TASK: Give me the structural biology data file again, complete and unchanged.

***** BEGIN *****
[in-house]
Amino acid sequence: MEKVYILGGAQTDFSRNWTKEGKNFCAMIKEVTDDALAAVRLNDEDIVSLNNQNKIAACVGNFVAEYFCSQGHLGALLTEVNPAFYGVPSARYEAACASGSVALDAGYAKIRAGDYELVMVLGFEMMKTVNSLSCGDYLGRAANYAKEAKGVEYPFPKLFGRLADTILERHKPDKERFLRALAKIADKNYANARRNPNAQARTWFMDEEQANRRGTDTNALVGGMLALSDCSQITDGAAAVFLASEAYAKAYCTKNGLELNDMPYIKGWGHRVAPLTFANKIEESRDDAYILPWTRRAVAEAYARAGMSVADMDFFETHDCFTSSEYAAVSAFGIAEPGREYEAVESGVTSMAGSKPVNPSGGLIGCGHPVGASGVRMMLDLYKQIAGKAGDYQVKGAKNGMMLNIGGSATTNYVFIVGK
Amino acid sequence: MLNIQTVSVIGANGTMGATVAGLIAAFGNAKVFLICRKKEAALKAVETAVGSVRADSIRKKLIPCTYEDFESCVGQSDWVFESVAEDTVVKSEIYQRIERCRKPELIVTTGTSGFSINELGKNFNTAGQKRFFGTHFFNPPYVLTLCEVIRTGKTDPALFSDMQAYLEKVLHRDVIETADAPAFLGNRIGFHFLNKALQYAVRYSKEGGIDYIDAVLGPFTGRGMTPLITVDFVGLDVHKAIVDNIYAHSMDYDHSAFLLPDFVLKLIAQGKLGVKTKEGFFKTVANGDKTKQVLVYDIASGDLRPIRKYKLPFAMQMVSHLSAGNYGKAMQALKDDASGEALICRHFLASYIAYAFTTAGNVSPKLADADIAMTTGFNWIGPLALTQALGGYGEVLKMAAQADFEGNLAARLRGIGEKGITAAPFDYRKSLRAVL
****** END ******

[in-house]
Amino acid sequence: MEKVYILGGAQTDFSRNWTKEGKNFCAMIKEVTDDALAAVRLNDEDIVSLNNQNKIAACVGNFVAEYFCSQGHLGALLTEVNPAFYGVPSARYEAACASGSVALDAGYAKIRAGDYELVMVLGFEMMKTVNSLSCGDYLGRAANYAKEAKGVEYPFPKLFGRLADTILERHKPDKERFLRALAKIADKNYANARRNPNAQARTWFMDEEQANRRGTDTNALVGGMLALSDCSQITDGAAAVFLASEAYAKAYCTKNGLELNDMPYIKGWGHRVAPLTFANKIEESRDDAYILPWTRRAVAEAYARAGMSVADMDFFETHDCFTSSEYAAVSAFGIAEPGREYEAVESGVTSMAGSKPVNPSGGLIGCGHPVGASGVRMMLDLYKQIAGKAGDYQVKGAKNGMMLNIGGSATTNYVFIVGK
Amino acid sequence: MLNIQTVSVIGANGTMGATVAGLIAAFGNAKVFLICRKKEAALKAVETAVGSVRADSIRKKLIPCTYEDFESCVGQSDWVFESVAEDTVVKSEIYQRIERCRKPELIVTTGTSGFSINELGKNFNTAGQKRFFGTHFFNPPYVLTLCEVIRTGKTDPALFSDMQAYLEKVLHRDVIETADAPAFLGNRIGFHFLNKALQYAVRYSKEGGIDYIDAVLGPFTGRGMTPLITVDFVGLDVHKAIVDNIYAHSMDYDHSAFLLPDFVLKLIAQGKLGVKTKEGFFKTVANGDKTKQVLVYDIASGDLRPIRKYKLPFAMQMVSHLSAGNYGKAMQALKDDASGEALICRHFLASYIAYAFTTAGNVSPKLADADIAMTTGFNWIGPLALTQALGGYGEVLKMAAQADFEGNLAARLRGIGEKGITAAPFDYRKSLRAVL